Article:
A photograph of the nest of a red-winged blackbird with eggs.

Photograph by James P. Blair/National Geographic Creative

How can students get immersed in their natural environment through service learning? Find ideas for projects that can make a difference locally and beyond. Students can learn environmental concepts and practice new skills as they make connections with others who are taking action around conservation.

More Ideas Like This

A photograph of a community garden in the New York City boroughs of Queens.

Adopt a Greenspace

Plant flowers, trees, or vegetables in a vacant lot or community area to make it beautiful, help store carbon dioxide from the use of fossil fuels, and possibly even supply fresh food to the school kitchen. Be sure you have permission to be on the property and to plant. 

A photograph of water flowing over rocks in the rapids of Shenandoah River.

Focus on your Watershed

Partner with your local river or watershed association to clean up a local stream, river, or other body of water in your community in order to make it healthier for wildlife and people. Learn about storm drain run off, and paint stencils on the drains to discourage people from dumping litter, chemicals, or poisons into them. It all flows to the storm drain, and then into the watershed! 

A photograph of children plant seeds with service people.

Celebrate Earth Day

Host an Earth Day celebration.  Learn about the history of Earth Day, and then plan how to share present-day concerns about the local environment with your school and community. Include service opportunities such as picking up trash, working in a community garden, planting trees, or helping to maintain a local greenway or waterway.  

a photograph of three students sampling water in Rock Creek Park, District of Columbia.

Monitor Water Quality

Volunteer to help monitor and protect the health of your local rivers, streams, and other bodies of water. Use a test kit to sample local bodies of water for water quality data throughout the year. Share the results with other schools, your community, and groups like the World Wide Monitoring Challenge which provides water quality testing kits. Contribute your findings to their international database. 

A photograph of the nest of a red-winged blackbird with eggs.

Monitor Bird Species

Join NestWatch, a project to monitor nests for a variety of bird species, started by Cornell Laboratory of Ornithology and the Smithsonian Migratory Bird Center. Data collected can help scientists determine if climate change is affecting the nesting and migration habits, including whether bird species are migrating and nesting earlier or later in the season as a result of weather variations over time.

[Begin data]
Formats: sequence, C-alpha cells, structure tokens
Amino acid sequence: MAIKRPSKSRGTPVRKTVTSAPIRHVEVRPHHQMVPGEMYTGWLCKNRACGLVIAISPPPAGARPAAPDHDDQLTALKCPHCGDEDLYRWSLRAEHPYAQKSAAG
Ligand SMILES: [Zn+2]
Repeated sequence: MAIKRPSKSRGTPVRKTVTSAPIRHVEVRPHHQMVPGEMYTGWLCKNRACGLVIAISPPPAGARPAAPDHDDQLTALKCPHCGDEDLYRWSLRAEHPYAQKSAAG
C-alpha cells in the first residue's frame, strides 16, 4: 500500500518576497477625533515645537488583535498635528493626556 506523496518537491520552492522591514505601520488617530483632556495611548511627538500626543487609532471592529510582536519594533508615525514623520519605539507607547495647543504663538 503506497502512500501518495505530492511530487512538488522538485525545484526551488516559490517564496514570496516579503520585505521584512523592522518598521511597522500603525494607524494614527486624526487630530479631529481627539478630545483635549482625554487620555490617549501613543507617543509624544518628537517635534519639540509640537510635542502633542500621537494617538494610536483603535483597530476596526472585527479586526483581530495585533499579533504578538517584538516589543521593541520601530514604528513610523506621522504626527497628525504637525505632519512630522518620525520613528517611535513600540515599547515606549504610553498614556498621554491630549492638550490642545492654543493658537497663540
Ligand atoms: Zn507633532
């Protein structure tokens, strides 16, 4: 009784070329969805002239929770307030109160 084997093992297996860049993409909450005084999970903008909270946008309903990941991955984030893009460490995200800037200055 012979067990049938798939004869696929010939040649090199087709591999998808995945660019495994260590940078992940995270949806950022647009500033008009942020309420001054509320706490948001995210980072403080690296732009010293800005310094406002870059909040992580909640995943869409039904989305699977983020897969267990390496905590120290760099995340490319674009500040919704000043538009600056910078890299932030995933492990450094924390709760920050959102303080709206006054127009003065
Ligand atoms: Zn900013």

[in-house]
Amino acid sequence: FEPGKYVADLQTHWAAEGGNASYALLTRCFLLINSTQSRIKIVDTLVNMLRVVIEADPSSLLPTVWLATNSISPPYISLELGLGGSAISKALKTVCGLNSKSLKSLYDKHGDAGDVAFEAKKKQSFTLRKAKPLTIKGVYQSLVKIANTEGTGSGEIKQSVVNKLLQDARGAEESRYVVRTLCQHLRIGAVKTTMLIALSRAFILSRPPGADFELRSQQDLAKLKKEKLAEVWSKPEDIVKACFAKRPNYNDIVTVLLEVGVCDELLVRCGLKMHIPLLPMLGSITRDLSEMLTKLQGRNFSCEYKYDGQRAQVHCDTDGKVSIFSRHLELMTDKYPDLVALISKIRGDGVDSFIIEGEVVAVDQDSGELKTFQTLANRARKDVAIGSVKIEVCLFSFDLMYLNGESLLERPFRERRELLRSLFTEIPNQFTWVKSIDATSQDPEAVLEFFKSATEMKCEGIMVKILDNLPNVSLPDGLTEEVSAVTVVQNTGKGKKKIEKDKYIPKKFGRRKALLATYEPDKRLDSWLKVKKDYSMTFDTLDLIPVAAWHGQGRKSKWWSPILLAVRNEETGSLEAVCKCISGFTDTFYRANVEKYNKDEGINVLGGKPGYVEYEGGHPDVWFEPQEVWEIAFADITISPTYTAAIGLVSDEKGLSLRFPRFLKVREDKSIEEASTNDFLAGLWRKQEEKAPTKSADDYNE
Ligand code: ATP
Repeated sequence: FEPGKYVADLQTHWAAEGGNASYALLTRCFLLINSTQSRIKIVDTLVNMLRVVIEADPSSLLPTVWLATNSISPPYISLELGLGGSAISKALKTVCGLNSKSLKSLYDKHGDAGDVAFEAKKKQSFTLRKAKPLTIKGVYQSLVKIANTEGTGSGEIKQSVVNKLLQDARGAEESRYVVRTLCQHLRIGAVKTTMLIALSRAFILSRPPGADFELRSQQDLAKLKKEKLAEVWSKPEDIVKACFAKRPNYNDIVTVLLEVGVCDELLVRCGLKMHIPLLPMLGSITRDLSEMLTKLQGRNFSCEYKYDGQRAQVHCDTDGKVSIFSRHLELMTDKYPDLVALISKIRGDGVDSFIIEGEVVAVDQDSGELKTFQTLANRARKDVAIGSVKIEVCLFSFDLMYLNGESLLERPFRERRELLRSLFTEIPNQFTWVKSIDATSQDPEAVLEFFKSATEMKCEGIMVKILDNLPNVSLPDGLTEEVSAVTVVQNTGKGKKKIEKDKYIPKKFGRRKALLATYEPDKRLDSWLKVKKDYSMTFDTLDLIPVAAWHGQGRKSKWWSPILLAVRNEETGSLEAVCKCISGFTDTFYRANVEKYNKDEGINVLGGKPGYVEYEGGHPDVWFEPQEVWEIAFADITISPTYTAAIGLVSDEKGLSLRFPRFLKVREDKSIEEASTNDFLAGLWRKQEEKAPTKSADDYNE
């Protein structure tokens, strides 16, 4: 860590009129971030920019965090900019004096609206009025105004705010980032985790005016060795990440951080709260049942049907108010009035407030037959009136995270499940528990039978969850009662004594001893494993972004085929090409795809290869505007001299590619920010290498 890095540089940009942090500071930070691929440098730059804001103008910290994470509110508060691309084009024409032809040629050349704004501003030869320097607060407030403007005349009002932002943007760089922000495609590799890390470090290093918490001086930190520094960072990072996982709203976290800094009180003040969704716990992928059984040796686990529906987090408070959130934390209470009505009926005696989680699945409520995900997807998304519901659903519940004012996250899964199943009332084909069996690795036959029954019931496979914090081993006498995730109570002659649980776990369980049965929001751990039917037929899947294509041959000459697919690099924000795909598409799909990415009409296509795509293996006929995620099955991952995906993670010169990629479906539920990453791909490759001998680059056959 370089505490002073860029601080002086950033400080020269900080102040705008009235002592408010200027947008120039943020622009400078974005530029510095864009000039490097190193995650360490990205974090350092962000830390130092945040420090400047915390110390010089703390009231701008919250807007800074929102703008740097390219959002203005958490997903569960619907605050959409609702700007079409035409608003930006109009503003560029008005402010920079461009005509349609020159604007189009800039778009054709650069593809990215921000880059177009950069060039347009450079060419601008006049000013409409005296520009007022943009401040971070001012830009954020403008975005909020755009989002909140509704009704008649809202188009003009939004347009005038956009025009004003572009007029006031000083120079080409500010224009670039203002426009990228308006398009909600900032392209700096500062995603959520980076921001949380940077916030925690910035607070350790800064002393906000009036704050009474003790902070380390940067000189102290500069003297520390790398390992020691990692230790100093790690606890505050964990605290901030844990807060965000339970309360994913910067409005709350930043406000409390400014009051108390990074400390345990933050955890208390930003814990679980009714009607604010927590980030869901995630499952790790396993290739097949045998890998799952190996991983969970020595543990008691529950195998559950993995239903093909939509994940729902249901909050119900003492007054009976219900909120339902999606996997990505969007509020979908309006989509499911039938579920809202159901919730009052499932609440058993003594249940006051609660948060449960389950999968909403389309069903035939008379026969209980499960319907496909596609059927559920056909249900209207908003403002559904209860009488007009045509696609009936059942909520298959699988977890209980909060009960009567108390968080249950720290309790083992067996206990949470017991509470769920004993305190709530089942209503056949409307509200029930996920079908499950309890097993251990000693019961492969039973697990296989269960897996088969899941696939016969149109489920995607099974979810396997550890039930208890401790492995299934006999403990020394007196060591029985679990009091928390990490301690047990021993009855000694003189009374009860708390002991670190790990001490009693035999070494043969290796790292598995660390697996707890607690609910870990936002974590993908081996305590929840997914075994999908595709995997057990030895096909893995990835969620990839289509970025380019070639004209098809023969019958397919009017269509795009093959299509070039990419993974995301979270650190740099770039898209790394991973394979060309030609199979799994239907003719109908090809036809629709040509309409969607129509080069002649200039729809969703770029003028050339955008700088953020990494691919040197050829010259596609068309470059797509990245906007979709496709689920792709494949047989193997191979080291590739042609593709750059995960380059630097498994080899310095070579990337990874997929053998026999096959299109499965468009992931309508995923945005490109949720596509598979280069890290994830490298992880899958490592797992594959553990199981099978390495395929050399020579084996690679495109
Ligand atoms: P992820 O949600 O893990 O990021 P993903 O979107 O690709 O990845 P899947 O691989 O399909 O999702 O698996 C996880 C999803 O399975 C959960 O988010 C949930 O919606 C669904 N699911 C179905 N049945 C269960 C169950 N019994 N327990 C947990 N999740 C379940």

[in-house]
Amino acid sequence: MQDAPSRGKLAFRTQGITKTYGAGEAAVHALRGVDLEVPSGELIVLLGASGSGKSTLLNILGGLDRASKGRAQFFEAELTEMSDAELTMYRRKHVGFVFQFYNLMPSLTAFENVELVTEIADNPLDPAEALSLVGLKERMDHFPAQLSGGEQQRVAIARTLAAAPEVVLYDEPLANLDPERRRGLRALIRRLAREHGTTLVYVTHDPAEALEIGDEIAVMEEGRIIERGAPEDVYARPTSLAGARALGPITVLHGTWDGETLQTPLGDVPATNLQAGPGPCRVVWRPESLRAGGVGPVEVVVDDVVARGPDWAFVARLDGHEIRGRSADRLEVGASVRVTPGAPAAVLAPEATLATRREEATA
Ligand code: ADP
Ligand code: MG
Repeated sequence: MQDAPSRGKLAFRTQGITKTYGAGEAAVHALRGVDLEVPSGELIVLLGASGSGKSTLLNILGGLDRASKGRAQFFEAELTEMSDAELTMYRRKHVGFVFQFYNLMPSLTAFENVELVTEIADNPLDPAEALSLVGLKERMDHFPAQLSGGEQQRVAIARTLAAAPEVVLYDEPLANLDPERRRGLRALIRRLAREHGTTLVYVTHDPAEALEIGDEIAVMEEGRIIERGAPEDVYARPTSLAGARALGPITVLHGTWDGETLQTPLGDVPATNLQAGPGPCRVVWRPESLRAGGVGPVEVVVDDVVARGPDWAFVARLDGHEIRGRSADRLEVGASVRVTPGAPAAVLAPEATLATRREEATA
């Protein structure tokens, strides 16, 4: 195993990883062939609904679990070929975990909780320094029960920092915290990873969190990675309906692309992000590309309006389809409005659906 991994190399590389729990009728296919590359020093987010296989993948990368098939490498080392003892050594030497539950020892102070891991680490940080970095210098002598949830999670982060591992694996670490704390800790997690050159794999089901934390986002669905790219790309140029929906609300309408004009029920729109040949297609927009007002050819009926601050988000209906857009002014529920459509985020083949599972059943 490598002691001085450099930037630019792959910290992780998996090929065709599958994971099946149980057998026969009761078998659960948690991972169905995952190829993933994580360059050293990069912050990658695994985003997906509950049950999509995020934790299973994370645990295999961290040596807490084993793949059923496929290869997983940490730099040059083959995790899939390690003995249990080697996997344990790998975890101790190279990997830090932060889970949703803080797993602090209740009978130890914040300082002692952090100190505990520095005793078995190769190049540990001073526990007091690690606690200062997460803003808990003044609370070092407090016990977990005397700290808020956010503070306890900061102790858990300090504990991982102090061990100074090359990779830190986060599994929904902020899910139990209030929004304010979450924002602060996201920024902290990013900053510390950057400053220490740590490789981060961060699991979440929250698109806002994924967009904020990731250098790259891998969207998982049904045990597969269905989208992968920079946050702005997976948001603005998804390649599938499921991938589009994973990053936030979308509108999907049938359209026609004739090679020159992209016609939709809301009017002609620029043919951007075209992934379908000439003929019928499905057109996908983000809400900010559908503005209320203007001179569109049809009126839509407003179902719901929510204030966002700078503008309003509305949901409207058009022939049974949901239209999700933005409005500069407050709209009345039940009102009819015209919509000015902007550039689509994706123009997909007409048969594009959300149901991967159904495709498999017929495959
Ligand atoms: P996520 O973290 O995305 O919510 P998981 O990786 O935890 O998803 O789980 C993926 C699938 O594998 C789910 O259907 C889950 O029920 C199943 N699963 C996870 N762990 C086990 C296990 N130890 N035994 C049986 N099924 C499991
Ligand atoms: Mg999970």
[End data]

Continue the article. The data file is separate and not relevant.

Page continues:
A photograph of a male tiger swallowtail butterfly resting with its wings spread on a red clover flower.

Take a Butterfly Census

Contribute to a census of the butterflies of North America—in the United States, Canada, and parts of Mexico. Participate in a one-day butterfly count in your area for the North American Butterfly Association. Recording data on sightings can give scientists valuable information on how butterflies and their migrations are affected by pollution, weather, and climate change. You can also reach out to a local gardening club for help designing and planting a butterfly habitat.

A photograph of large hailstones and a ruler for scale.

Collect Weather Data

Volunteer to join the Community Collaborative Rain, Hail, and Snow Network. Data collected is used for weather forecasting and monitoring, severe weather alerts, and climate change studies.  

a photograph of a frog in the water at Acadia National Park.

Monitor Frog and Toad Populations

Survey frog and toad populations in your area by participating in the North American Amphibian Monitoring Program, which has tips for identifying frogs and toads by their calls. Information collected helps scientists know determine pollution, weather, and overall climate change may be affecting the frog and toad populations. 

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